Why we say “OK”

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  • Published on:  9/12/2018
  • How a cheesy joke from the 1830s became the most widely spoken word in the world.

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    OK is thought to be the most widely recognized word on the planet. We use it to communicate with each other, as well as our technology. But it actually started out as a language fad in the 1830’s of abbreviating words incorrectly.

    Young intellectuals in Boston came up with several of these abbreviations, including “KC” for “knuff ced,” “OW” for “oll wright,” and KY for “know yuse.” But thanks to its appearance in Martin Van Buren’s 1840 presidential re-election campaign as the incumbents new nickname, Old Kinderhook, OK outlived its abbreviated comrades.

    Later, widespread use by early telegraph operators caused OK to go mainstream, and its original purpose as a neutral affirmative is still how we use it today.

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Comment

  • Vox (Sep 12, 2018)

    Another popular false origin of OK comes from the American Civil War (1861-1865) which says that soldiers returning from battle would report "0K" (zero killed). And there's a few from around the world, too. Like the Greek "όλα καλά (óla kalá) which means "all good," the Scottish "och aye," which means "oh yes," and even a French-named seaport in Haiti, Aux Cayes. While these are all pretty interesting and might indicate why "OK" was so easily adapt...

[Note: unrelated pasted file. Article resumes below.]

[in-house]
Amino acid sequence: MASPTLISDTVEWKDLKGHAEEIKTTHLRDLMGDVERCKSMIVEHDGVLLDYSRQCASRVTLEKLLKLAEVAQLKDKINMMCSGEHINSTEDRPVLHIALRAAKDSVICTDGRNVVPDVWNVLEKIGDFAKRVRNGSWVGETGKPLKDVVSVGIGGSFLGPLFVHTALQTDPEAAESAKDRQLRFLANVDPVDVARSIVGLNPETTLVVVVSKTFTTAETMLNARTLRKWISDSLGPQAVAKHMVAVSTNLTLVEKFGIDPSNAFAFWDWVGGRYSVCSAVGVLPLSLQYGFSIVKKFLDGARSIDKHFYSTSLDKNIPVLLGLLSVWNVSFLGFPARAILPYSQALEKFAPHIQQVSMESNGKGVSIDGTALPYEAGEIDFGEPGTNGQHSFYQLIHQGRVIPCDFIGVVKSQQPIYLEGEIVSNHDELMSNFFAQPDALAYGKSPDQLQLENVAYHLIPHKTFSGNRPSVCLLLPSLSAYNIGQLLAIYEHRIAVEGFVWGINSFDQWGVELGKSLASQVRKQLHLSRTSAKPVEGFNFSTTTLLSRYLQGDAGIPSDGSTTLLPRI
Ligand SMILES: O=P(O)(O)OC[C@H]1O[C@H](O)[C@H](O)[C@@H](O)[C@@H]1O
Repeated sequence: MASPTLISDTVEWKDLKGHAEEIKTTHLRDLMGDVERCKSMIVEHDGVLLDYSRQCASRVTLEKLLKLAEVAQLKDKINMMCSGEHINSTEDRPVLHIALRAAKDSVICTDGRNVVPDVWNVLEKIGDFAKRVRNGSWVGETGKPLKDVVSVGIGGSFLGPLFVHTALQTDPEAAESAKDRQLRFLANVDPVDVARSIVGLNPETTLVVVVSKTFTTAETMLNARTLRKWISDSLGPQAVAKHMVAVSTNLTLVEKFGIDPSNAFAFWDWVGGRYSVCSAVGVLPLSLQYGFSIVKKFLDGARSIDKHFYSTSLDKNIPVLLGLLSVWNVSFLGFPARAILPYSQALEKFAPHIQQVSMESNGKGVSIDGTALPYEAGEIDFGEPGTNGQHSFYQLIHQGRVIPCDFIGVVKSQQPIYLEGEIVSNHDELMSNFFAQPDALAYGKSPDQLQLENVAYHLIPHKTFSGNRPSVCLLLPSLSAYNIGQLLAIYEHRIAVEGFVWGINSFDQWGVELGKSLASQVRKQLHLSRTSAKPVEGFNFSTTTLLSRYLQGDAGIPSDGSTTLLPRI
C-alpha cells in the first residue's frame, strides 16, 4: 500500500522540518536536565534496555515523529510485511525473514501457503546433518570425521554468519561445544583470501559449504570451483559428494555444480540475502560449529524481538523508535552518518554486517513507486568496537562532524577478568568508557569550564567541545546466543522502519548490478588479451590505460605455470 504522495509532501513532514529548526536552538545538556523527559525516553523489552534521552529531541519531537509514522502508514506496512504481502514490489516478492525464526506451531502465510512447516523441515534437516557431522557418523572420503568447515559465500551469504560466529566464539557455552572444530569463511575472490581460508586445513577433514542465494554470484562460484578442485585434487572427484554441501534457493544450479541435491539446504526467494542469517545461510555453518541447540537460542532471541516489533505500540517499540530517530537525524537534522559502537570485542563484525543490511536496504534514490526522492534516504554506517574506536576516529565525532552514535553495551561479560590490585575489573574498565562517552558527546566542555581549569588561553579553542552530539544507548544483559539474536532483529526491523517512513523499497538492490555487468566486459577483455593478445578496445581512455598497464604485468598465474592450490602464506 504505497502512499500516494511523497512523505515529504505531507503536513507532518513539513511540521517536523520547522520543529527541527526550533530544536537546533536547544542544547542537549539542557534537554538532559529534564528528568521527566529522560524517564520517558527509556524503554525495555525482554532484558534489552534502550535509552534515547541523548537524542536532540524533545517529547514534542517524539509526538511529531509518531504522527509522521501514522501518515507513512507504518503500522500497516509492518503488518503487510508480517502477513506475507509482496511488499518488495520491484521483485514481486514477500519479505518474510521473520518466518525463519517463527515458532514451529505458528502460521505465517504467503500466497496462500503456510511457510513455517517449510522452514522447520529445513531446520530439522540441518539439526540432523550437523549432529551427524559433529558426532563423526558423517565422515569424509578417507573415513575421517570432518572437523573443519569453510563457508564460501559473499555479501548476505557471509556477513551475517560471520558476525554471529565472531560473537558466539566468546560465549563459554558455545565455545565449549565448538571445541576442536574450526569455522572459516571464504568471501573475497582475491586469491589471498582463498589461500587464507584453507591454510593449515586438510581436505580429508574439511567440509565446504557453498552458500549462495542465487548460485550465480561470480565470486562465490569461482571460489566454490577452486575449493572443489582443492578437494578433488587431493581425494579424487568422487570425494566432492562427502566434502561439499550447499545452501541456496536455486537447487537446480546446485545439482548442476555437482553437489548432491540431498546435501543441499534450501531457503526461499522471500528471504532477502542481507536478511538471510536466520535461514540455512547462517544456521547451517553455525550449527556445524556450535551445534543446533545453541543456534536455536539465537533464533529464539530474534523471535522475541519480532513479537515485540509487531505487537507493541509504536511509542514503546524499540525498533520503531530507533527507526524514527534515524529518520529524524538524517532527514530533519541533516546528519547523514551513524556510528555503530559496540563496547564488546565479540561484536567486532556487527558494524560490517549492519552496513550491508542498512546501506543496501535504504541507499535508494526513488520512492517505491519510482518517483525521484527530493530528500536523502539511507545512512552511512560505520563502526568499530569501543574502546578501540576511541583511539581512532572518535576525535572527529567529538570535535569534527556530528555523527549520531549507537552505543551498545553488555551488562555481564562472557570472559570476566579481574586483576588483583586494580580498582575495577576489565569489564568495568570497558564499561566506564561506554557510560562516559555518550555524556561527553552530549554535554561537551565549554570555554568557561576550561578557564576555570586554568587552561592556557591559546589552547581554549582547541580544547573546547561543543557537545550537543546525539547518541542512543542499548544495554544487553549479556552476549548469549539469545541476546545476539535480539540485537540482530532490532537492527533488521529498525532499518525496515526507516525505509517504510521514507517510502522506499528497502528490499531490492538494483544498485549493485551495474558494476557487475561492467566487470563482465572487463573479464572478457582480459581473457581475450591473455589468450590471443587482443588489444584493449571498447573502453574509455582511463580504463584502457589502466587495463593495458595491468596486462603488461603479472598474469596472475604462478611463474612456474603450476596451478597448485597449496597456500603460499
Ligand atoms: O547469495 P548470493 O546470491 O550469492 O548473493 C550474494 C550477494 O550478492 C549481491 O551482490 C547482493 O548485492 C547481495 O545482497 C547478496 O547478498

• oukkat (May 6, 2019)

    Ok.

  • Luis Eduardo Grijalva (Apr 22, 2019)

    Ok

  • Teixeira (Sep 15, 2018)

    so a meme in 1830 became the most used word in the world

  • *YEET*

  • Name not found (Dec 16, 2018)

    I hope “Yeet” lives up to this and becomes one of the greats.

  • kath rin (7 hours ago)

    OK is popular all over the world and yeet never will be that popular

  • Yeetus yeetus commit self deleetus

  • Einstein's smexy Hands (Dec 2, 2018)

    So If OK were some word came from memelords back 1830s then...Could people possibly in the future will actually say F during funerals or any sad occasions???

  • Christopher Craven (1 day ago)

    I think you misunderstand, they brought something of value.That's not the same.

  • justførkicks (2 days ago)

    +Corey Skuse I believe I know what it means. English is my first language, after all.Bitterness aside, I meant 'shook' in the modern sense. It comes from gay culture, I believe, as another way of saying you were shaken up -- though it can have more positive connotations. Here's a link to the Urban Dictionary entries of the word, just so you can get a sense of its usage --> https://www.urbandictionary.com/define.php?term=shook

  • Sri (Apr 19, 2019)

    “The Krave for K is a visual strategy”The kadarshians did research before naming their daughters huh

  • Simön Faur (May 15, 2019)

    I wouldn't give them that much credit...

  • foxymetroid (Apr 23, 2019)

    No. I'm pretty sure they thought that's how the name was actually spelled.

  • caramel coffee (Mar 16, 2019)

    so whyyyy did my high school English take off marks when i wrote "O.K" instead of "okay"

  • +Simön Faur her life is meaningful she teaches the futu generation knowledge

  • Parker Jeans (13 hours ago)

    If you expect your highschool teachers to teach you the correct thing then you have way to high of expectations

  • torkamarinum (Sep 13, 2018)

    So "OK" is an old meme?.. OK

  • Simön Faur (May 15, 2019)

    "Buffalo on cave wall" was first memeThen came the bUfFaLo

  • foxymetroid (Apr 23, 2019)

    +Kyan Ysh Oldest meme is the expanding singularity.

  • WarpRulez (Mar 23, 2019)

    So "OK is one of the oldest memes that have survived to this day.

  • Eureka (Feb 16, 2019)

    And I thought O.K. was a shortcut for 'okay'

  • Danial W. (Dec 20, 2018)

    2018: Why we say "OK"2050: Why we say "Oof"2100: Why we say "E"

  • In 2119 we say -yeet- RIP library of Alexandria